The U.S. Army Corps of Engineers will reconsider its decision denying a permit for the proposed Pebble Mine.
In 2020, the Army Corps rejected Pebble’s application for a large open-pit gold and copper mine upstream from Bristol Bay. But now the company has partially won its administrative appeal of that decision.
The announcement suggests that one barrier to the controversial mine is not as solid as opponents had hoped.
In an 81-page ruling Tuesday afternoon, the agency’s reviewing officers conclude the Alaska District made a few mistakes, particularly in how it dealt with the possibility of a catastrophic failure of a dam that would contain waste rock from the mining operation. The permit denial was in part based on the potential damage to fish and water quality in the event of a catastrophic dam breach, even though the Army Corps concluded a catastrophic event isn’t “reasonably foreseeable.”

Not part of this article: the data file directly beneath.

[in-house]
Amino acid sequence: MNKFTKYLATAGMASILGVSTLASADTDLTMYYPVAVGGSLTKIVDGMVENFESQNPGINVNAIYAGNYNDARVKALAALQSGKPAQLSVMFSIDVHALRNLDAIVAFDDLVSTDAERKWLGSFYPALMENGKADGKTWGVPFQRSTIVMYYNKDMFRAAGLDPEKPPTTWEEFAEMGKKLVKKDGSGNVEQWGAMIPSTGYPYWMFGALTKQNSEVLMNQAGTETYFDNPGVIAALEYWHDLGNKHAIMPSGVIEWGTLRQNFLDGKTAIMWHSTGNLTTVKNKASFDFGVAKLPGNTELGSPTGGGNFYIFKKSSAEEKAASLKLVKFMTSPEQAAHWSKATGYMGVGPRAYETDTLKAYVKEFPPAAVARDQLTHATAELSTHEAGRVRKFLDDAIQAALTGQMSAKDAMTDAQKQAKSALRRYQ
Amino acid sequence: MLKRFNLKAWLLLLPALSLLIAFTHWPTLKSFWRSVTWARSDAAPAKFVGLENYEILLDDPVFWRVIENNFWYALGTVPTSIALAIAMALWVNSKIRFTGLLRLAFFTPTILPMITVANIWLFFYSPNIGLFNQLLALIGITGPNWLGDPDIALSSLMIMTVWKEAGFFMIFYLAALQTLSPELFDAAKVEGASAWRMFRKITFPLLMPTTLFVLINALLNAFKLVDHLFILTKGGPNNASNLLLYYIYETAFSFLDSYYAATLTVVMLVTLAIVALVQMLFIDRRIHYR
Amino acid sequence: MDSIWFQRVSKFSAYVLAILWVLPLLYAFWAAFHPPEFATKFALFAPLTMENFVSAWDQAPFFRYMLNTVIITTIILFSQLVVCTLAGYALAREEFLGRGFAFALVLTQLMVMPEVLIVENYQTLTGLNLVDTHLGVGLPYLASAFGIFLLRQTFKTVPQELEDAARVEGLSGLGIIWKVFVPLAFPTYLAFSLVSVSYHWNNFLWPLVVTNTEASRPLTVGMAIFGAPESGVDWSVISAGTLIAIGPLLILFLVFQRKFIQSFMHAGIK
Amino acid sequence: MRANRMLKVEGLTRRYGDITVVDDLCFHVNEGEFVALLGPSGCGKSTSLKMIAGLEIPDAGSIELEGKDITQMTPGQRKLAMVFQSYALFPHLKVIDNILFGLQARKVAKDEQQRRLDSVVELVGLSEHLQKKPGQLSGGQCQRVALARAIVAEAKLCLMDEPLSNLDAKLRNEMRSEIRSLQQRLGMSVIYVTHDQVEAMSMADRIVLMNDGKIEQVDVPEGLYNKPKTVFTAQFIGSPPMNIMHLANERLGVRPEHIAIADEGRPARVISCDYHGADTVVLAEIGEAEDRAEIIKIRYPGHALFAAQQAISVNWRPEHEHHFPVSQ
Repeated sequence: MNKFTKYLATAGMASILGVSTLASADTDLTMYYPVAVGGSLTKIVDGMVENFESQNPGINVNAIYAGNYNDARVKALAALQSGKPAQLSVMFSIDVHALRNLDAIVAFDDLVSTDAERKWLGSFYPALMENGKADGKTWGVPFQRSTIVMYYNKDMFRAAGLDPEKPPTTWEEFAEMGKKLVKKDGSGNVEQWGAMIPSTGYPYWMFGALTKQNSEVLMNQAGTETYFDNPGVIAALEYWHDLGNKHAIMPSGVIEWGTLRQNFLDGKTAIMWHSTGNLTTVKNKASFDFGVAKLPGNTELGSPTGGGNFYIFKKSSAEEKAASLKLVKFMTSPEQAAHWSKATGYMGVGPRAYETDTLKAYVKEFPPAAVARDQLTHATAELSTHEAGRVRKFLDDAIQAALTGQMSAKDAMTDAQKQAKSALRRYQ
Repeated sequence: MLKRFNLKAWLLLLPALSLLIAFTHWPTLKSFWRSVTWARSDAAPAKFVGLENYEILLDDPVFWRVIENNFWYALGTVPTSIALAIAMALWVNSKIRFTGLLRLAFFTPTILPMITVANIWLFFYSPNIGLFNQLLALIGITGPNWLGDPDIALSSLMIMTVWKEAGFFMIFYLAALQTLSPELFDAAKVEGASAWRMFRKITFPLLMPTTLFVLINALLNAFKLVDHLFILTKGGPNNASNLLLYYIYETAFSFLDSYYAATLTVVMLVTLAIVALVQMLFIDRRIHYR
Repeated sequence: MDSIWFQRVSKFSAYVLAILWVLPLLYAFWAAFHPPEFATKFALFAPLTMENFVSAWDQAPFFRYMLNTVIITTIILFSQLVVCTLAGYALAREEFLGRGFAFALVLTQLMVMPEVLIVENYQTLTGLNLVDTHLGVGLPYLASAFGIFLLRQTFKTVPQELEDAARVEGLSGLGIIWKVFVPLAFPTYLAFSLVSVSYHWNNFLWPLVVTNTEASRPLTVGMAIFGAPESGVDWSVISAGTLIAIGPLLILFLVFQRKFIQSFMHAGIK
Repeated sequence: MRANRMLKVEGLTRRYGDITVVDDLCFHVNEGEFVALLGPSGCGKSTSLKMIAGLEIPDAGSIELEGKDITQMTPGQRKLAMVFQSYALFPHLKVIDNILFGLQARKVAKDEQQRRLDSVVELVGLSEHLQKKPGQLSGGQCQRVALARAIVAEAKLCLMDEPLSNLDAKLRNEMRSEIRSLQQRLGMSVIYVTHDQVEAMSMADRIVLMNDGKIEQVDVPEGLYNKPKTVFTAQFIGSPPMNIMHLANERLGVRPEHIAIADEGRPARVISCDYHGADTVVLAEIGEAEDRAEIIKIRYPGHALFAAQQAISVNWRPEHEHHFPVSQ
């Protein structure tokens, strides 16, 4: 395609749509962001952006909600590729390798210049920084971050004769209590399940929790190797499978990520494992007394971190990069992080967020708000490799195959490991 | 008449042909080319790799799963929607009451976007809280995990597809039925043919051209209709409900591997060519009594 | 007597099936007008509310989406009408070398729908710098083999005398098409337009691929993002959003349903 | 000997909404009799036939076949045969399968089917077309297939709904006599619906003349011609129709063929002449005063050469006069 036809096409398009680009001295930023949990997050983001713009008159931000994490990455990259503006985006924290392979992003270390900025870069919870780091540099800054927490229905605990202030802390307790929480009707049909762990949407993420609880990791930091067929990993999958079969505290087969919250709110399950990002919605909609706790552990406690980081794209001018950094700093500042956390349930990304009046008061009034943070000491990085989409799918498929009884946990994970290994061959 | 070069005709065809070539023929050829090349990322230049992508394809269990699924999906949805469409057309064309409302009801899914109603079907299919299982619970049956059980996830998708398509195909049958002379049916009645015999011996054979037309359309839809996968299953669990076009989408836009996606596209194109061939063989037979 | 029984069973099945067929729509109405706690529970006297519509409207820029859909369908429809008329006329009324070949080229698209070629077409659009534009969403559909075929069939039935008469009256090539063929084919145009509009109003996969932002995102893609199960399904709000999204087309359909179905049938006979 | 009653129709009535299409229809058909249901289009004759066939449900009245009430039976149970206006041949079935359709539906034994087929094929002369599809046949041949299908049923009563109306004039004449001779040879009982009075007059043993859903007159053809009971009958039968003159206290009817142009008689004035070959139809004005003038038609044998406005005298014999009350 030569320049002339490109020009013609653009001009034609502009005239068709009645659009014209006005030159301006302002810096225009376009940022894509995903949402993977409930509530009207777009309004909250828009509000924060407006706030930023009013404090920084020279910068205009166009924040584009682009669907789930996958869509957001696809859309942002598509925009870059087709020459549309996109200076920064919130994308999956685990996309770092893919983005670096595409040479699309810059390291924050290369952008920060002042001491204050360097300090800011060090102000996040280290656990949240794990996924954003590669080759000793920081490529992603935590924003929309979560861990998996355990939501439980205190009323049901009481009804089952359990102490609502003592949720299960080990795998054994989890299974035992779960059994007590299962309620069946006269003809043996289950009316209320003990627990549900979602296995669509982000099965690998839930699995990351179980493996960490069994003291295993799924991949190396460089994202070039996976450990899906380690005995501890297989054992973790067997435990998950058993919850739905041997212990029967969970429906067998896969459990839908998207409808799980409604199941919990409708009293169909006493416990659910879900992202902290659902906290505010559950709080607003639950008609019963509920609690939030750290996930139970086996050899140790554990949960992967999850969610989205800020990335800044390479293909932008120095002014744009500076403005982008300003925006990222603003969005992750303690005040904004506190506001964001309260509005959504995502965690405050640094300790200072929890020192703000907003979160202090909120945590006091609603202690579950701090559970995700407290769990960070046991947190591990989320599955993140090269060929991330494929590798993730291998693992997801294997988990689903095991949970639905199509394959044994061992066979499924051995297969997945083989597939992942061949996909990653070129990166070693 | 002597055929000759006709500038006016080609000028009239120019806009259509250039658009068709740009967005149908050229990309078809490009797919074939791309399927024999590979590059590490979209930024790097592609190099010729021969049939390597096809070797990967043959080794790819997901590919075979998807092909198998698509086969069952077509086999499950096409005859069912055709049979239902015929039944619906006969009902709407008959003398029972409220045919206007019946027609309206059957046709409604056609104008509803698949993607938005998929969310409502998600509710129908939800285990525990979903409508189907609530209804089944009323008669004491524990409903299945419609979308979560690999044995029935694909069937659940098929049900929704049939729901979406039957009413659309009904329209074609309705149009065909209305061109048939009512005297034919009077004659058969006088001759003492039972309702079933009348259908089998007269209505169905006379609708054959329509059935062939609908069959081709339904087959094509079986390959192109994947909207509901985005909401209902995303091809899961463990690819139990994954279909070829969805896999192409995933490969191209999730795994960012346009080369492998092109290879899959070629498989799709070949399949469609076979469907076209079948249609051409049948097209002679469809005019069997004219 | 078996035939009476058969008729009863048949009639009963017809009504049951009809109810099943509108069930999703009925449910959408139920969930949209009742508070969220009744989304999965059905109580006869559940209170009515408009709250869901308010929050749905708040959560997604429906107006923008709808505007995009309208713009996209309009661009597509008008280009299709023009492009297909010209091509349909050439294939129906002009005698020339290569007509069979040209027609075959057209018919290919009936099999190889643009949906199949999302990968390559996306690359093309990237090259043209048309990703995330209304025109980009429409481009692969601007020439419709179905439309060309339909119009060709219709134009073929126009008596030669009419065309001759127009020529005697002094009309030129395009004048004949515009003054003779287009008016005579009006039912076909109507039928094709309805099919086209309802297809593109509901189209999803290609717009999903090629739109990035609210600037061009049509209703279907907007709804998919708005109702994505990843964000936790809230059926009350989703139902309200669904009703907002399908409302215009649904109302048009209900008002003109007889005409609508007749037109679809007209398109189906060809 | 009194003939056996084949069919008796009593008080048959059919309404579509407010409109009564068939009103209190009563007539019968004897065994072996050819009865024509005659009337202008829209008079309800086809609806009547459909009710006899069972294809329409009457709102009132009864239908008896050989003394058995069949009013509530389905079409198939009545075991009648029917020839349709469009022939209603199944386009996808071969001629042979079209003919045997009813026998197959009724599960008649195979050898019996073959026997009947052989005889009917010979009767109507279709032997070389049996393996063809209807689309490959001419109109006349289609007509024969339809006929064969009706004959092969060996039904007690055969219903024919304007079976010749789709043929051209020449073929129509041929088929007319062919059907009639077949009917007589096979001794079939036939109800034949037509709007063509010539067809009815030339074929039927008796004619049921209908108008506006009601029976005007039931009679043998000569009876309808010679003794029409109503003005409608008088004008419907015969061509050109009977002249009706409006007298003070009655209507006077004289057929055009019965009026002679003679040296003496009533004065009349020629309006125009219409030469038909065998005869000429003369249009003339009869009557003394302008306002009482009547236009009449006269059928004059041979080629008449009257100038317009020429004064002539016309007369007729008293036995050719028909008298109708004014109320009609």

“My decision to remand the permit application denial back to the Alaska District is not a permit authorization,” Gen. Kirk Gibbs, the commander of the Pacific Ocean Division, said in an emailed statement. “The District has been asked to re-evaluate specific issues in the administrative record to ensure that the decision is well-supported.”
Pebble faces other obstacles, beyond the Corps permit. Earlier this year the Environmental Protection Agency, at the urging of tribes and others that fish the salmon-rich waters of Bristol Bay, issued a determination that the mine was incompatible with the Clean Water Act. The EPA decision effectively vetoed any proposal to develop the Pebble deposit that would have a similar impact on the same rivers.
Dennis McLerran, the region’s EPA administrator during the Obama administration, called the Corps’ latest move confusing.
“EPA has now made a final determination. And so in any event, the Corps could not issue a (Clean Water Act) permit for the mine,” he said. “So it is a bit surprising and a bit confusing as to why the Corps entertained the appeal and issued, you know, a remand on it.”
Pebble spokesperson Mike Heatwole said the announcement shows the company’s appeal holds water, and that they aim for the mine to meet environmental requirements for permitting. The company has pursued the project for more than two decades.
This story has been updated with material from KDLG’s Izzy Ross.